The only thing I was ever dishonest about academically in college was math, which I had my younger sister help me with quite a bit. I wasn’t a math major, couldn’t get most of the class, and felt that it was incredibly stupid that I had to take the class in the first place since it pretty much had nothing to do with my life. Later, when I changed my major after my daughter was born, I was pretty pissed, knowing that I could have taken an easier math class, too.
Today’s college students seem to not care as much as I did way back when—but then again, there are always people who cheat, I guess. At Ohio State in particular, 240 students were recently reprimanded for academic dishonesty in a single year—more than double the rate a decade ago. Students cite the pressures of the job market for their methods, but I wonder if it’s a declining level of respect for college in general? With college costs skyrocketing, many state classes akin to high school ones, and the value of the diploma declining—as well as with most kids attempting college in the first place, rather than just the ones who love school in the first place—it wouldn’t surprise me.
I know I was one of those bright-eyed young’uns who entered college with a reverence and respect for all of my teachers and the school itself, who also left four years later with all of my stupid notions shattered. From student-teacher flings to faculty self-absorption akin to that of any given Hollywood starlet to complete unfairness and favoritism that you find in any high school across America, college—at least in my experience—isn’t much different from high school, if at all, and with these kinds of “role models” to look up to, why would we honor academic integrity at all?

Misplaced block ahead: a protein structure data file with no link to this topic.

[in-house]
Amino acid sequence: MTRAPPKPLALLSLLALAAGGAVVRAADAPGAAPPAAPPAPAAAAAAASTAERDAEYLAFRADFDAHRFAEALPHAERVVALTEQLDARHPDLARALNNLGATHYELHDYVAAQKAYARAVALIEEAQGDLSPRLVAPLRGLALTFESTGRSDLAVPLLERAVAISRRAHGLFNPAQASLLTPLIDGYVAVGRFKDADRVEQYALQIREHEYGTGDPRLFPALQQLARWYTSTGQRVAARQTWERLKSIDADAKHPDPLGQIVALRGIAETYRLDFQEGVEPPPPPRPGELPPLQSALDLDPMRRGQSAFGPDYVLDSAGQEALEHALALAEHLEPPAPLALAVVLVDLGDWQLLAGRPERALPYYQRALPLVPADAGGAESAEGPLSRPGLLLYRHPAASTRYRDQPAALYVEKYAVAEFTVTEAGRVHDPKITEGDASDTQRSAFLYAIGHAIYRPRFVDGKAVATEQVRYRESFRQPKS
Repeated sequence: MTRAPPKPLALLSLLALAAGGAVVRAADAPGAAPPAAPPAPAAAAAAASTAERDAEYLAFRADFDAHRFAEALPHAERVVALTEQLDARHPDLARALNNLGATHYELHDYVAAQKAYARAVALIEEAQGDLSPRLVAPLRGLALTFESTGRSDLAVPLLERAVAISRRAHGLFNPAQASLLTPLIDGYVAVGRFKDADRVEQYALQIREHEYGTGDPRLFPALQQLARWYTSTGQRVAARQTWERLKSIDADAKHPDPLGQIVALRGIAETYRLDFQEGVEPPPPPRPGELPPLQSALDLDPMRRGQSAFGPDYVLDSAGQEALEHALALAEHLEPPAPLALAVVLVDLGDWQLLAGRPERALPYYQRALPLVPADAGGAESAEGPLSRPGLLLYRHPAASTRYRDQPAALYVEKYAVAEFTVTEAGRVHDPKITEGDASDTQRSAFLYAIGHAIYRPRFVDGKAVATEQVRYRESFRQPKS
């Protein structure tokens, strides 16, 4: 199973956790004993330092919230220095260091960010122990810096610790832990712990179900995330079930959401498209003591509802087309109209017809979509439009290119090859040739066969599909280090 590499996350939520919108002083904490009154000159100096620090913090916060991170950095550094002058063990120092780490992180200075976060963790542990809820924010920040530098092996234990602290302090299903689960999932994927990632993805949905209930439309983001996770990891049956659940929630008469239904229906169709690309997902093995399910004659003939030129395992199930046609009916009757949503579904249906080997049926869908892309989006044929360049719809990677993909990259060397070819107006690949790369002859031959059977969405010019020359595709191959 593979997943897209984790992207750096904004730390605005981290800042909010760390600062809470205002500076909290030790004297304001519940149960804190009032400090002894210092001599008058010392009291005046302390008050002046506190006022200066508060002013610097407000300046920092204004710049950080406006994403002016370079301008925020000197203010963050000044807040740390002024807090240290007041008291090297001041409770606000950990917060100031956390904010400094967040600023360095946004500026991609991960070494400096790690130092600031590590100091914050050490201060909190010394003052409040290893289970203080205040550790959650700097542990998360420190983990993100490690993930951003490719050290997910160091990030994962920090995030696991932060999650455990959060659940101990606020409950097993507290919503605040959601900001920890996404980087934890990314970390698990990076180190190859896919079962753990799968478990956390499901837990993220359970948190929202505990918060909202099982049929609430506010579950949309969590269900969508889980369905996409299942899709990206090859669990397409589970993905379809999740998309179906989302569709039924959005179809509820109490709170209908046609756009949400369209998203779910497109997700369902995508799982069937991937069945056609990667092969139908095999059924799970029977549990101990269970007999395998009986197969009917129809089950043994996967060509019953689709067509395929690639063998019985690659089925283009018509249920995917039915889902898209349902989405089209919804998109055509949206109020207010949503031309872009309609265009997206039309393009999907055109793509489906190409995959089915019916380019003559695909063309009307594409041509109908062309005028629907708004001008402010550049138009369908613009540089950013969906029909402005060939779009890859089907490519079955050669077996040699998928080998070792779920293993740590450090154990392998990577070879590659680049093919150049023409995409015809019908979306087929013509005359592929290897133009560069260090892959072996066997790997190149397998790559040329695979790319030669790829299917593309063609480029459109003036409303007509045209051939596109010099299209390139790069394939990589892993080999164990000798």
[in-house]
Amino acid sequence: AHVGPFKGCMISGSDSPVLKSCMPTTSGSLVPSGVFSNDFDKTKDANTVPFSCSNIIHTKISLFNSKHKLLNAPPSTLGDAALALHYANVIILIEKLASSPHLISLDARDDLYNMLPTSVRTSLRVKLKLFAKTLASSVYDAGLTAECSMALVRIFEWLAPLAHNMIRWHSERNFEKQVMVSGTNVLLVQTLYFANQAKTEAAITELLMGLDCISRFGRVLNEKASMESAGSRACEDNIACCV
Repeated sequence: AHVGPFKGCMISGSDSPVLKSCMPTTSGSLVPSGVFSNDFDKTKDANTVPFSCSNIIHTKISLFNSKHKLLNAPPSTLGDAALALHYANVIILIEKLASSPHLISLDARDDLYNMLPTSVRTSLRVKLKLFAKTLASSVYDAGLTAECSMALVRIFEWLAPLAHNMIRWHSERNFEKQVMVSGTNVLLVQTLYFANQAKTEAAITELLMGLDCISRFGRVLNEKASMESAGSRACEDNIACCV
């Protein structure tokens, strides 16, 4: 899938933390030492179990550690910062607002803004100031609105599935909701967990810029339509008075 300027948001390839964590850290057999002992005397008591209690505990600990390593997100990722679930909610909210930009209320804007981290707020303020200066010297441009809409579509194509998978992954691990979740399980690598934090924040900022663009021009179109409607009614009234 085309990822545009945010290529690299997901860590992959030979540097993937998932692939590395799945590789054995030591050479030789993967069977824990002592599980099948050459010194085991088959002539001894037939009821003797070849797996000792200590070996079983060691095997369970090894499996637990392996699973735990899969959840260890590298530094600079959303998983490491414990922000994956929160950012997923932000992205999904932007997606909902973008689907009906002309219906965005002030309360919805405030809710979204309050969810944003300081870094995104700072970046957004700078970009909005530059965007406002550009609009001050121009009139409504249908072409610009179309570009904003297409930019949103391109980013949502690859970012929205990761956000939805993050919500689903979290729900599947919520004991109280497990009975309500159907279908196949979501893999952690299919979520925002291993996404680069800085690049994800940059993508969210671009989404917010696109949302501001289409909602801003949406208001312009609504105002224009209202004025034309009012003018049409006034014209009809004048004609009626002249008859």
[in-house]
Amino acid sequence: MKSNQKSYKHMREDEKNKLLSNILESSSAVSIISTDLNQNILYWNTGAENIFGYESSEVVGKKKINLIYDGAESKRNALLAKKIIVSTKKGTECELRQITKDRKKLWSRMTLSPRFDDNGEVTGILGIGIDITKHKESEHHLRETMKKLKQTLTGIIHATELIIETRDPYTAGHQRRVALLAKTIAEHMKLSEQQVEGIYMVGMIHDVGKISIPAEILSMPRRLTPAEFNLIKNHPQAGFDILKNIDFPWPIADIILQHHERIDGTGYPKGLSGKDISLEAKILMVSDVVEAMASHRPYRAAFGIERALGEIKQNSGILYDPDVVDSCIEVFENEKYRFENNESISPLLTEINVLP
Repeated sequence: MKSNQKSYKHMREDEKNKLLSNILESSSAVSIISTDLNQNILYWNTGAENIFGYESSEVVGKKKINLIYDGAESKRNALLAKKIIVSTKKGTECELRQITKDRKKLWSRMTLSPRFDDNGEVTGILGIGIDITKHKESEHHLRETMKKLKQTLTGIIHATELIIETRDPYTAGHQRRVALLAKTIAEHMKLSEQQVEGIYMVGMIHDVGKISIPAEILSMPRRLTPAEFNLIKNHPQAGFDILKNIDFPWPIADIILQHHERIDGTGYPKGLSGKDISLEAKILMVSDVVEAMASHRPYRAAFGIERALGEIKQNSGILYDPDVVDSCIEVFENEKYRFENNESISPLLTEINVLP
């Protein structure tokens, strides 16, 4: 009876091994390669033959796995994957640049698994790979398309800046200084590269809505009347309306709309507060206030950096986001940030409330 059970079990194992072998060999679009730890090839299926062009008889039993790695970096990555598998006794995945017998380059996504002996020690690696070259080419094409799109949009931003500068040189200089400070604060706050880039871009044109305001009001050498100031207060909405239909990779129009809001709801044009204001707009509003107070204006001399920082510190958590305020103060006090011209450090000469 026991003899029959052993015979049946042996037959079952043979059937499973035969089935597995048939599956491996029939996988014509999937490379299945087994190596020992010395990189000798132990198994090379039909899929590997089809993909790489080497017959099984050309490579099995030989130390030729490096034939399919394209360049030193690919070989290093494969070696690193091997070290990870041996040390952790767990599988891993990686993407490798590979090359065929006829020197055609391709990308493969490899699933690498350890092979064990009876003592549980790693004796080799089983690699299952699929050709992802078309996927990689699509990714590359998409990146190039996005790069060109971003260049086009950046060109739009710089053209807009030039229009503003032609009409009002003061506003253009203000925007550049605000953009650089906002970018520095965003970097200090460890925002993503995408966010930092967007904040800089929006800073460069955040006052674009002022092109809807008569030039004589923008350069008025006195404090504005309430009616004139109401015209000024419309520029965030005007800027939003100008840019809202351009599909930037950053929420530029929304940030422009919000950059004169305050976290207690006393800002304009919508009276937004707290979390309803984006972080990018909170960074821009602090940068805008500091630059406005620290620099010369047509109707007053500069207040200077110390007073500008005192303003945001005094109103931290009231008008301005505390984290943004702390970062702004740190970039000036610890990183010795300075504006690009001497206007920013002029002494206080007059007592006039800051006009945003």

I left college just as disgusted with it at I did high school. Sure, a few courses came in pretty handy, but overall it was a waste of time and money (though I did enjoy some of it, which was probably worth the cost). I suppose that’s why I’m reluctant to recommend college to anyone, and to those people who see it as an end-all solution to their problems, I strongly urge them to use caution before they put themselves into that much debt over something that they may, in fact, never even require.
Then again, I’m also reluctant to admit that I’m $20 grand in the hole—mostly for room and board, which was stupidly required—for this overpaid experience.